With Schlock, John Landis has set out to parody the revived caveman premise of films like Dinosaurus! (1960), Eegah (1962) and Trog (1970). As such, it was one of the first genre parodies that were just starting to gain life around this time with efforts like Flesh Gordon (1972), The Phantom of the Paradise (1974), Young Frankenstein (1974) and The Rocky Horror Picture Show (1975). Landiss films are often playful and spend a great deal of time in-referencing his favourite films in the anthropological speculation about the Schlockthropus, Landis manages to namedrop King Kong, Godzilla and a scientist named Dr Heywood Floyd the name of the character who travels to The Moon in 2001: A Space Odyssey (1968). Landis frequently parodies scenes from other films there is a scene with the Schlock and a little girl throwing bread to the ducks that is clearly a spoof of the scene between Boris Karloff and the little girl in Frankenstein (1931). There is an amusing parody of the scene in 2001 where the bone is thrown in slow motion by the apes with the Schlock throwing a bone through a glass window to steal some bananas. The end of the film is a parody of the climax of King Kong (1933) albeit where the Empire State Building is reduced to the roof of a supermarket a scene where Landis manages to sneak in not only the famous Twas Beauty killed the Beast line but also love means never having to say youre sorry from the recent hit Love Story (1970). There is an amusing scene that perhaps goes on far too long with the Schlock invading a cinema, sitting watching a movie, eating popcorn and so on. What makes this doubly amusing is that the theatre is showing The Blob (1958) and Dinosaurus!, which turns it into a clever meta-monster movie scene where a monster in effect invades a theatre to sit and watch a scene up on the screen where the monster (The Blob) invades a theatre, while with Dinosaurus! the ape here who is intended as a parody of the revived caveman in that film in effect sits watching his own source of inspiration. (It may also have something to do with Jack H. Harris, the producer of both The Blob and Dinosaurus!, also being the producer of Schlock).
Landiss tone is often an absurdist slapstick that sometimes crudely harkens back to the silent era. In a typical example, police officer Joseph Piantadosi is playing with a cigarette lighter and in the next scene we see the police captain (Saul Kahan) with a blackened face. As became evident in The Blues Brothers, Landis loves scenes with slapstick cop car chases and includes several here with cop cars racing back and forward in different directions. Nevertheless, the film has a considerably more sophisticated wit than most of this. The continuing gag throughout is that people keep mistaking the Schlock for something human in the opening scenes as it passes through the crowds, it is mistaken for a hippie and told to get a job and cut its hair, is even interviewed by a tv news camera crew. Particularly amusing are the scenes where blind girl Eliza Garrett treats it as a dog and insists on throwing a stick for it to fetch. The amusingly nonsensical absurdity of the film is watching the ape creature do normal everyday things playing a piano duet, going to the movies and eating popcorn, throwing bread to ducks, sitting on the curb and sharing a cake it has taken with two kids and a stray dog that wanders along. The silliness has a rather appealing charm to it. The Schlock is a fine makeup job from a young Rick Baker it was only Bakers third screen credit. Landis also plays the role of the Schlock and does a convincing job of miming ape behaviour.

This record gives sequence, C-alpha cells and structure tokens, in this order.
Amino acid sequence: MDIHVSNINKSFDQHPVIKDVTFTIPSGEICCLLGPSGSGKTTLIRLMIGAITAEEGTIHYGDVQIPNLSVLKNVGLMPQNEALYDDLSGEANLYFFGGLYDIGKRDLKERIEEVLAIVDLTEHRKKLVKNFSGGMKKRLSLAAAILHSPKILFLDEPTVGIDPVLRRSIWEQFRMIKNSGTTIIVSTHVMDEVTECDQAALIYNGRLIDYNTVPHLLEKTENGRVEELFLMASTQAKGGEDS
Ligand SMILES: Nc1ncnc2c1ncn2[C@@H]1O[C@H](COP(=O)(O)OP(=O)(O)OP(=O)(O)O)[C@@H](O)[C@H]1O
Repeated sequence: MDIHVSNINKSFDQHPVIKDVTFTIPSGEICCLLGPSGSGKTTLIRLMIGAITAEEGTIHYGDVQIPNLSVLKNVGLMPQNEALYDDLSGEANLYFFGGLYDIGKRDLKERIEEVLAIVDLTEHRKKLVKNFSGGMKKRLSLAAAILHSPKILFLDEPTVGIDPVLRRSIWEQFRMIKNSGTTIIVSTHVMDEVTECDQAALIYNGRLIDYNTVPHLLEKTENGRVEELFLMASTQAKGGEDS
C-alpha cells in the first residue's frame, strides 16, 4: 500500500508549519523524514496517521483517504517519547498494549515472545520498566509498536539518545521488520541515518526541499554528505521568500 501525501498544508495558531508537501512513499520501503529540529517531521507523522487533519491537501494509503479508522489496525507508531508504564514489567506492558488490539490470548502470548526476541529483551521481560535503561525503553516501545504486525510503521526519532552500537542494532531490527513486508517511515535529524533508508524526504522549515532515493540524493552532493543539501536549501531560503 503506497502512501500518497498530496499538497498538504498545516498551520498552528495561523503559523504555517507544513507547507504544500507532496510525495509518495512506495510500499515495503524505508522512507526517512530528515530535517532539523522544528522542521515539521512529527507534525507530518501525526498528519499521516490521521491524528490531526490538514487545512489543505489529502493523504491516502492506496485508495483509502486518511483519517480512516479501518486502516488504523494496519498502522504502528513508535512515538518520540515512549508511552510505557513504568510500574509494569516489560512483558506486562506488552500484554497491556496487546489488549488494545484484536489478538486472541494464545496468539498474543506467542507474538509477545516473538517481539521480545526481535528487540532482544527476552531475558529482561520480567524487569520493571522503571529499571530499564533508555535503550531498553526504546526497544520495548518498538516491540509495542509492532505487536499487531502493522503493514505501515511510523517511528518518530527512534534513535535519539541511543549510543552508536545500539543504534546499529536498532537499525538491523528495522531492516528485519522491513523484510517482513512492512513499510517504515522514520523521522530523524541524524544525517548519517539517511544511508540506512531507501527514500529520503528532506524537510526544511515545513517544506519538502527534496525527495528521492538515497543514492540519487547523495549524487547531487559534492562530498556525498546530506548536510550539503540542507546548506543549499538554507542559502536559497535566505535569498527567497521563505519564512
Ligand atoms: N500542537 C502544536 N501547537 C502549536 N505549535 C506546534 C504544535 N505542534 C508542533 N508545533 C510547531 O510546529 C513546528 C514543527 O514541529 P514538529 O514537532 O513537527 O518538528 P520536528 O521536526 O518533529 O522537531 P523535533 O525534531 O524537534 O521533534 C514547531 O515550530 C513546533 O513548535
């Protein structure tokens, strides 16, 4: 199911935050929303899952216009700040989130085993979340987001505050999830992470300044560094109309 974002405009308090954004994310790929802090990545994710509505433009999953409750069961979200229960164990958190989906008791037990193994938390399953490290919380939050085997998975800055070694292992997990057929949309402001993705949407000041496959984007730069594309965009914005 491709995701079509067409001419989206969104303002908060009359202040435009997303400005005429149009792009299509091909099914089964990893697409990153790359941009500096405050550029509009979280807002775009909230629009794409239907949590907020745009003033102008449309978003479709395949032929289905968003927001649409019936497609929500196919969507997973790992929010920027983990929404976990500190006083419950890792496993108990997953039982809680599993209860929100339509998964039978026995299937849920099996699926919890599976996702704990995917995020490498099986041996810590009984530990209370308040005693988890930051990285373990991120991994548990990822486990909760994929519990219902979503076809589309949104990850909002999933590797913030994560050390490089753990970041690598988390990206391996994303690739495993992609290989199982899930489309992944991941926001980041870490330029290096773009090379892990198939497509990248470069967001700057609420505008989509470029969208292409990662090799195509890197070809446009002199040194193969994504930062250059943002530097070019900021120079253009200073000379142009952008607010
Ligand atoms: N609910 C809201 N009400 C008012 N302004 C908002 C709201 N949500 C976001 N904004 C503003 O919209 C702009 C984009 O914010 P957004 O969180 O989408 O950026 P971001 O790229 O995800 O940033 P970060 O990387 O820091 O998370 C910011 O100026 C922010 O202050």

There is also, as is often the case in Landiss films, a substantial cast line-up of people with regular genre backgrounds Landis constantly pays tribute to people he admires by casting directors and other genre figures in small cameos in his films. These here include John Chambers, the makeup artist who created the apes on Planet of the Apes (1968) and sequels as a National Guard captain; Forrest J. Ackerman, the editor of the influential Famous Monsters of Filmland (1958-82), which included Landis as one its fans, and a huge collector of memorabilia, who makes one of the first of his numerous cameo appearances as the man in the theatre whose popcorn is eaten by the Schlock; while Donald F. Glut, longtime fan, comic-book writer and author of novelisations and genre movie books, also makes an appearance in the theatre scene. Another amusing gag is the film See You Next Wednesday that is frequently referenced throughout as being on tv, screening at the theatre and so on (and turns up in almost every one of Landiss subsequent films). Here it rather amusingly becomes everything from a drama about missionaries and lepers to, according to the posters in the theatre lobby, both a Western and a monster movie.
John Landis others genre films include:- An American Werewolf in London (1981), the infamous first segment of Twilight Zone The Movie (1983), the famous MTV video for Michael Jacksons horror movie homage Thriller (1983), the lame spy comedy Spies Like Us (1985), episodes of Amazon Women on the Moon (1987), the vampire film Innocent Blood/A French Vampire in America (1992), the gonzo comedy The Stupids (1996), Blues Brothers 2000 (1998) and a comedy version of the story of the historical grave robbers Burke & Hare (2010). Landis has also produced various genre tv series such as Weird Science (1994-6), Honey I Shrunk the Kids (1997) and The Lost World (1999).
The encounter between the Schlock and the blind girl:-